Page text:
8. Assume that you release your spring with its 650-gram mass by intially compressing it 2.0 cm. How much total energy did you supply to the system prior to its release?
9. From your data table, what was the average frequency (in hz) when a 650-gram mass was attached to the spring?
10a. Which graph shown below would represent your spring's initial behavior?
10b. State the position equation for your spring's oscillations.
11. After release, when, in seconds, did your mass first pass through its equilibrium position?
12. What was the velocity of your mass, in m/sec, as it passed through its equilibrium position?
13. What was the velocity of your mass as it passed through the lowest point in its oscillation?
14. What was the magnitude of your mass' maximum acceleration while it was oscillating?
15. What was its instantaneous acceleration at exactly 15 seconds when each trial concluded?
Related Documents
Lab:
Labs -
A Physical Pendulum, The Parallel Axis Theorem and A Bit of Calculus
Labs -
Calculation of "g" Using Two Types of Pendulums
Labs -
Conical Pendulums
Labs -
Conical Pendulums
Labs -
Conservation of Energy and Vertical Circles
Labs -
Introductory Simple Pendulums
Labs -
Kepler's 1st and 2nd Laws
Labs -
Loop-the-Loop
Labs -
Moment of Inertia of a Bicycle Wheel
Labs -
Roller Coaster, Projectile Motion, and Energy
Labs -
Sand Springs
Labs -
Simple Pendulums: Class Data
Labs -
Simple Pendulums: LabPro Data
Labs -
Video LAB: A Gravitron
Labs -
Video LAB: Circular Motion
Labs -
Video LAB: Looping Rollercoaster
Labs -
Water Springs
Resource Lesson:
RL -
A Derivation of the Formulas for Centripetal Acceleration
RL -
Centripetal Acceleration and Angular Motion
RL -
Conservation of Energy and Springs
RL -
Derivation of Bohr's Model for the Hydrogen Spectrum
RL -
Derivation: Period of a Simple Pendulum
RL -
Energy Conservation in Simple Pendulums
RL -
Gravitational Energy Wells
RL -
Kepler's Laws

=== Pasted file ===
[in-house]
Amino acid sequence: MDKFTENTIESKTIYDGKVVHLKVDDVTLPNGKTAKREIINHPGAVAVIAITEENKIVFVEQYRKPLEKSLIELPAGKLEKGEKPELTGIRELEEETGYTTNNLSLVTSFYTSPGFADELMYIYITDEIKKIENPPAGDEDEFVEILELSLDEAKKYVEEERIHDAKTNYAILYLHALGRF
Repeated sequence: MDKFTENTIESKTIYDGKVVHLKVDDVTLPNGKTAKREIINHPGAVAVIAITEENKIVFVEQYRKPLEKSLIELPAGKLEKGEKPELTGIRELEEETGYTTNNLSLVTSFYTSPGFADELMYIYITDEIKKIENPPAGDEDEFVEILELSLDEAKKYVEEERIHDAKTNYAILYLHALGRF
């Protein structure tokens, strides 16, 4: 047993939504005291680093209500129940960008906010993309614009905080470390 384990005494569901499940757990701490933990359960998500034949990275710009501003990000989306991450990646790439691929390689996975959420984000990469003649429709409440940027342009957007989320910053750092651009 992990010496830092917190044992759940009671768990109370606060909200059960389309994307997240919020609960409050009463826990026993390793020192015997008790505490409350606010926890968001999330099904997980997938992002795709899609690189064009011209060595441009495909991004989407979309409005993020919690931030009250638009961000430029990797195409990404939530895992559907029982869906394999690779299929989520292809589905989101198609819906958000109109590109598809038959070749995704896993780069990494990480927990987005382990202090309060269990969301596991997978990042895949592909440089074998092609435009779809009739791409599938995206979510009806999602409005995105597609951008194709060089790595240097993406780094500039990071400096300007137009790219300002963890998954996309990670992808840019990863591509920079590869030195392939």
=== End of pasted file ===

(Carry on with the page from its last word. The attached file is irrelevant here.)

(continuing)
RL -
LC Circuit
RL -
Magnetic Forces on Particles (Part II)
RL -
Period of a Pendulum
RL -
Rotational Kinematics
RL -
SHM Equations
RL -
Simple Harmonic Motion
RL -
Springs and Blocks
RL -
Symmetries in Physics
RL -
Tension Cases: Four Special Situations
RL -
The Law of Universal Gravitation
RL -
Thin Rods: Moment of Inertia
RL -
Uniform Circular Motion: Centripetal Forces
RL -
Universal Gravitation and Satellites
RL -
Vertical Circles and Non-Uniform Circular Motion
Review:
REV -
Review: Circular Motion and Universal Gravitation
Worksheet:
APP -
Big Al
APP -
Ring Around the Collar
APP -
The Satellite
APP -
The Spring Phling
APP -
Timex
CP -
Centripetal Acceleration
CP -
Centripetal Force
CP -
Satellites: Circular and Elliptical
NT -
Circular Orbits
NT -
Pendulum
NT -
Rotating Disk
NT -
Spiral Tube
WS -
Basic Practice with Springs
WS -
Inertial Mass Lab Review Questions
WS -
Introduction to Springs
WS -
Kepler's Laws: Worksheet #1
WS -
Kepler's Laws: Worksheet #2
WS -
More Practice with SHM Equations
WS -
Pendulum Lab Review
WS -
Pendulum Lab Review
WS -
Practice: SHM Equations
WS -
Practice: Uniform Circular Motion
WS -
Practice: Vertical Circular Motion
WS -
SHM Properties
WS -
Static Springs: The Basics
WS -
Universal Gravitation and Satellites
WS -
Vertical Circular Motion #1
TB -
Centripetal Acceleration
TB -
Centripetal Force
PhysicsLAB
Copyright © 1997-2022
Catharine H. Colwell
All rights reserved.
Application Programmer
Mark Acton